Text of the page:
Moe Art on Canvas and Soon on Film

When Todd Graves invited me to contribute to this collection of Moe Norman memories, stories and recollections the invitation triggered a dusty trip through my personal Moe archives that gives me almost as much joy as a dead solid perfect “Moe-gave-me-that!” tee ball.

I saw Moe, but didn’t meet him, one day in 1994 in Florida as he was playing with Todd and some other early single plane players.   It was at Grenelefe Golf & Tennis Resort and I was there to pitch North Florida PGA executives a magazine concept.  Moe and his Natural Golf entourage were there to pitch PGA on the benefits of playing Moe’s way and offering to share it with PGA members.

Mostly we were cooling our heels on the practice area while others made their pitches, too.   That’s when a Natural Golf zealot, Dave Woods, a salesman who’d make Willy Loman blush, nabbed me and was unrelenting in his enthusiasm.

I tried to brush Dave off with an offer to write about it in my GOLFEST magazine if he would just send me some literature I could read.   In that moment my harmonic convergence with Moe Norman began, as Dave handed me pieces of paper that were-to be kind-a promotional abomination.

When I sassed and trashed the alleged brochure, Dave’s retort was:  “Can you do better?”  Essentially I said yes, but not quite that succinctly.  That’s when Dave introduced me to Larry Olson and my bromance with the enigma who is Moe Norman began.   Larry invited me to meet and discuss Natural Golf’s communication needs, a few weeks later and I was hooked forever and still am.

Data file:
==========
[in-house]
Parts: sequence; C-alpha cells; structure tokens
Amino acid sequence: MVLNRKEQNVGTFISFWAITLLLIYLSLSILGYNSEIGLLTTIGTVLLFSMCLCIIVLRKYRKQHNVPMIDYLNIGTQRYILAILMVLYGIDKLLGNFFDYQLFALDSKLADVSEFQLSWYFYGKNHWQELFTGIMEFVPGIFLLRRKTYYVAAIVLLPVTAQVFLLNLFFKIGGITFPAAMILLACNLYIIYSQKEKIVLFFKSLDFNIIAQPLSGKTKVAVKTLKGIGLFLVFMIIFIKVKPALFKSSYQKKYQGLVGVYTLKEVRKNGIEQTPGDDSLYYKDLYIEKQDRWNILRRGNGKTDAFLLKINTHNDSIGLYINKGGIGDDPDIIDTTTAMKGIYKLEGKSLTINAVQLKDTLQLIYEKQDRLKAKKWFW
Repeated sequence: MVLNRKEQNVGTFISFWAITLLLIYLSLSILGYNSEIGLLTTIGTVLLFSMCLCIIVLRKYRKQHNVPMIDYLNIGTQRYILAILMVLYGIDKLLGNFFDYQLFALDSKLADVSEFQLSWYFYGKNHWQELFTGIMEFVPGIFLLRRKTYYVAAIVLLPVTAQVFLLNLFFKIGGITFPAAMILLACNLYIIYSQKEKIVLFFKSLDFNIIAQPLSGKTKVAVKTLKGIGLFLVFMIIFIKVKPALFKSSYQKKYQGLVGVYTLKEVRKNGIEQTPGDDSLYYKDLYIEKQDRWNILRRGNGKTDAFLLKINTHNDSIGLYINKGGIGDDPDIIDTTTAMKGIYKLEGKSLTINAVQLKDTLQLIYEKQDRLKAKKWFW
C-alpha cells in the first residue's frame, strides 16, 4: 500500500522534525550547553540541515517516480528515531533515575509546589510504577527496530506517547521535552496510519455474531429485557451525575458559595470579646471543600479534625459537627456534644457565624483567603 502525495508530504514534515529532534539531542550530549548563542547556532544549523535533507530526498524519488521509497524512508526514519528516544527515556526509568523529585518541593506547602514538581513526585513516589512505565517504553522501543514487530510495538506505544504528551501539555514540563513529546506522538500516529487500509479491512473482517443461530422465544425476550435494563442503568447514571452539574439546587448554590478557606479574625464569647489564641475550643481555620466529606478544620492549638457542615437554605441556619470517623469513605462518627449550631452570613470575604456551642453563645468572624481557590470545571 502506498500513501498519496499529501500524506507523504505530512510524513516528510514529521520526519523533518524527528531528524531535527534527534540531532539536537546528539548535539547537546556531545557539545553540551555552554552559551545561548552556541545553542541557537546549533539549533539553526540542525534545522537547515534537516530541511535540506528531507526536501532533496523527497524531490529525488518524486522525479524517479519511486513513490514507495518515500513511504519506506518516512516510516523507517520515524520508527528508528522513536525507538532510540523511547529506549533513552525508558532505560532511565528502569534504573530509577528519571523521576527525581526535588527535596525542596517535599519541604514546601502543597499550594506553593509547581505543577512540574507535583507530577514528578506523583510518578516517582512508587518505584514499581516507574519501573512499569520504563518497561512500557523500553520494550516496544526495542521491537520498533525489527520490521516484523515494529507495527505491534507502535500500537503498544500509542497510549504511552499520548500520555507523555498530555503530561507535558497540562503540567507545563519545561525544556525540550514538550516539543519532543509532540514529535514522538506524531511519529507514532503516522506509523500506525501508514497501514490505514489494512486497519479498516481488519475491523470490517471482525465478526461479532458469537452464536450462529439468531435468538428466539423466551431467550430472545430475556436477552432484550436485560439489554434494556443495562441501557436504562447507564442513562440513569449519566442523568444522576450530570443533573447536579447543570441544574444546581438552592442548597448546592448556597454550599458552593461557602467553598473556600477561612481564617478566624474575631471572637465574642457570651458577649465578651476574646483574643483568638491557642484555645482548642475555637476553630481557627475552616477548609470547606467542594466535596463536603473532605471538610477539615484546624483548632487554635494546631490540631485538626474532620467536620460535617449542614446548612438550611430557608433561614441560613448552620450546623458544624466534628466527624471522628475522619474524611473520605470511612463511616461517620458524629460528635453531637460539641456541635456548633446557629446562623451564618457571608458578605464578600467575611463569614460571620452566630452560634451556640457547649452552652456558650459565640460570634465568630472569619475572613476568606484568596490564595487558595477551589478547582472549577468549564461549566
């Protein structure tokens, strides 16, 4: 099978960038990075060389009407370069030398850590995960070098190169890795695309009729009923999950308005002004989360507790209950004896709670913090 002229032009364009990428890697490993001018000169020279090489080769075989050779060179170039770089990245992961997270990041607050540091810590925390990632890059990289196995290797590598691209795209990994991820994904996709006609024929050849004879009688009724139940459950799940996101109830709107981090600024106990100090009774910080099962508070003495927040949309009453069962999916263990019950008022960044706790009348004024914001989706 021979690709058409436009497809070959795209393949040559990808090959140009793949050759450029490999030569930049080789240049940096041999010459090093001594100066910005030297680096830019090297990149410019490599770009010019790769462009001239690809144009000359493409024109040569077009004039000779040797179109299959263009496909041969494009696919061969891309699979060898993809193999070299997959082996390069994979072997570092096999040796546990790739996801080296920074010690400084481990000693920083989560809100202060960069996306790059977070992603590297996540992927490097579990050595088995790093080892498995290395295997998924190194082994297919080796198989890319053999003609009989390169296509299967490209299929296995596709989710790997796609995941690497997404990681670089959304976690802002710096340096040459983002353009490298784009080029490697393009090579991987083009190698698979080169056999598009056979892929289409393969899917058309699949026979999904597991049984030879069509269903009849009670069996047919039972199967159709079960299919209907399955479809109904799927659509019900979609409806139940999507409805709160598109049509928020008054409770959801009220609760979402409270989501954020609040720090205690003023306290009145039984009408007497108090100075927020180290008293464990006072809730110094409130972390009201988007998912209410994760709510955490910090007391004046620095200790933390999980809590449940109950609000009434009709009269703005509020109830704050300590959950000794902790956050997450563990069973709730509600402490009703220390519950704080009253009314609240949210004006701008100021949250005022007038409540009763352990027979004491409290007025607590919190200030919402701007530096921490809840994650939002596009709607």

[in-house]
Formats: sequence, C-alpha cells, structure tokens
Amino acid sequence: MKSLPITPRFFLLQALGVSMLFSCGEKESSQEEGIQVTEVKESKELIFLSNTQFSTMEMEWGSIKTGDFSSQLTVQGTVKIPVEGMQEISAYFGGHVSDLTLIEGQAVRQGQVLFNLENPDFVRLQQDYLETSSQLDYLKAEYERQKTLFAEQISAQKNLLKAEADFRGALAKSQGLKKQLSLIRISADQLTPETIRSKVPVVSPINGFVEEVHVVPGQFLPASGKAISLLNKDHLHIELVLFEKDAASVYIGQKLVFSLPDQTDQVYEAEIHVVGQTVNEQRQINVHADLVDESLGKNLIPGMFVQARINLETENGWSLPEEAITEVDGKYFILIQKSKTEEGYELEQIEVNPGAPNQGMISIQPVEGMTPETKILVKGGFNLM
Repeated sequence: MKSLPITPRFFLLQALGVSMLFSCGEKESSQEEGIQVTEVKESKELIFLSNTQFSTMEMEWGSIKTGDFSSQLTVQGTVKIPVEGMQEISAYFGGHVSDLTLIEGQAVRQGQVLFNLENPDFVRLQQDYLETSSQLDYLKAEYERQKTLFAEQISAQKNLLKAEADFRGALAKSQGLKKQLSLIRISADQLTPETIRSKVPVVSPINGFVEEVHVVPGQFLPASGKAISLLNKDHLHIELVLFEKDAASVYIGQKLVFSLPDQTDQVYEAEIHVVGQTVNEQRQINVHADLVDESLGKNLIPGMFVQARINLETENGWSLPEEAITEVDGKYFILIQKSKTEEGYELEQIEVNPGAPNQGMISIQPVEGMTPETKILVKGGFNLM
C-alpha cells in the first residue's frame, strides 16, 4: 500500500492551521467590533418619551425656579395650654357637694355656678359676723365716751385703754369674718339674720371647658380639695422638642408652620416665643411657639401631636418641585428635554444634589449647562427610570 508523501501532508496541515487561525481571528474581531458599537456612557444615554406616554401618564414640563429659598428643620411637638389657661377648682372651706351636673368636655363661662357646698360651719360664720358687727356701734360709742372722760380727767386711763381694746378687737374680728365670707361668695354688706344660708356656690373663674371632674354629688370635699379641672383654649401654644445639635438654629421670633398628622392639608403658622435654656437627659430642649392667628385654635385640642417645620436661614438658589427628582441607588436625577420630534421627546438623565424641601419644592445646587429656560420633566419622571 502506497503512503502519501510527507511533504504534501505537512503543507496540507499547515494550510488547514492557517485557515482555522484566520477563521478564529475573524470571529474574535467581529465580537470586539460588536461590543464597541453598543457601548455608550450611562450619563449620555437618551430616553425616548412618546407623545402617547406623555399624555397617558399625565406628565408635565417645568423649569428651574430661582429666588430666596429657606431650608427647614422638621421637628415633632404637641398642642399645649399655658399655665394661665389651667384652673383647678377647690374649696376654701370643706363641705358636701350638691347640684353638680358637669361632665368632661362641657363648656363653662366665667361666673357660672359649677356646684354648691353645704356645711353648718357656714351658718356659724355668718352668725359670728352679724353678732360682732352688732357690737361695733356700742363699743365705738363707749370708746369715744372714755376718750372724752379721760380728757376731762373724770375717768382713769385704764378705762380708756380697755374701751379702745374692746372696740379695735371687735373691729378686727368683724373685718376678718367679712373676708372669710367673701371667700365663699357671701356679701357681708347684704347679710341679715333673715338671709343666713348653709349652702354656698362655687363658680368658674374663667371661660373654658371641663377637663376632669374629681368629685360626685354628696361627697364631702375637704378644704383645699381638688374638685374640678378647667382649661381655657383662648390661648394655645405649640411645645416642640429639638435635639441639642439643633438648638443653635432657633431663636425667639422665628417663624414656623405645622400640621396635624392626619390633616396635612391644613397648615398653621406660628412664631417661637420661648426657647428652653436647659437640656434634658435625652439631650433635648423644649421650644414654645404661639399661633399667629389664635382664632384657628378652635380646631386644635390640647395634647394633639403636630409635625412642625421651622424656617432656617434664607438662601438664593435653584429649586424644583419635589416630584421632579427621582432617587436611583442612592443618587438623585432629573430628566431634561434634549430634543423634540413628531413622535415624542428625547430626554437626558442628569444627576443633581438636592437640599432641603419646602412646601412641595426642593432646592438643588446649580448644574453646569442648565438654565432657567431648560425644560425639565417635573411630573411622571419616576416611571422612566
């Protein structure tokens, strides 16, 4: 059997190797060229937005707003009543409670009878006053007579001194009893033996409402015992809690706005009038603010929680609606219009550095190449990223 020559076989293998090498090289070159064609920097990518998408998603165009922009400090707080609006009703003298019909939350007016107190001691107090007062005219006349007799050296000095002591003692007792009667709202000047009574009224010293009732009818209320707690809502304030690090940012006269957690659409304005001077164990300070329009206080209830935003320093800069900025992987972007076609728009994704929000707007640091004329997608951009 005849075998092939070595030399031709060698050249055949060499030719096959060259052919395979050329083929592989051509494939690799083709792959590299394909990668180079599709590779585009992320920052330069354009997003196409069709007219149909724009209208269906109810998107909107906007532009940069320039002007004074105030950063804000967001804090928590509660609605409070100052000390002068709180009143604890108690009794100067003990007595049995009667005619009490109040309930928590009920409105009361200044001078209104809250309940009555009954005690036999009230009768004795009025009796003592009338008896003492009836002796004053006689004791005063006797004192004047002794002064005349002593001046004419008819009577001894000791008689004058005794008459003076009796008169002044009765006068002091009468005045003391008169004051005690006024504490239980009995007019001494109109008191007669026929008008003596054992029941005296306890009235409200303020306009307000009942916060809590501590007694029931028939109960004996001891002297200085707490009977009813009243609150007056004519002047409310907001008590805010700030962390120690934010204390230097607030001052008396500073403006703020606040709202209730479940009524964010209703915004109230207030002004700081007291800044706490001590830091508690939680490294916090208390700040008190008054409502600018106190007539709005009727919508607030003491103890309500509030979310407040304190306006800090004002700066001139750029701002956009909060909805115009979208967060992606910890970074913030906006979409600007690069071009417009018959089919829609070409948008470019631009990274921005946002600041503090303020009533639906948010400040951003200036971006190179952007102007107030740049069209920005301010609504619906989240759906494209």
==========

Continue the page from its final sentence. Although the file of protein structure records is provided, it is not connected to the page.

What ensued inspired and entertained me.  As I share some of the fun and folly tracing the wonderful morphing of Natural Golf into Graves Golf I hope to inspire and entertain you, too.

So, in coming contributions there will be some yet untold anecdotal recounting of the trip Todd and I took to get here—where the single plane community of golfers has transcended from cult to mainstream, thanks to Moe and a supporting cast we remember well.

Among them are the artists who depicted Moe in various interpretations, including Leroy Neiman, Ron Hicinbothem and Todd himself. (I’ll be most of you don’t know Todd’s pretty good with a brush and palette in hand)

Even today artists in other media have gathered around the story of Moe to produce a cinema quality documentary, The Feeling of Greatness.  Production is underway and The Feeling of Greatness team is led by Rainman winner Barry Morrow and Moe biographer Tim O’Connor.  You can be involved, too, click here to support and know more.

Up next:  Meeting Moe.

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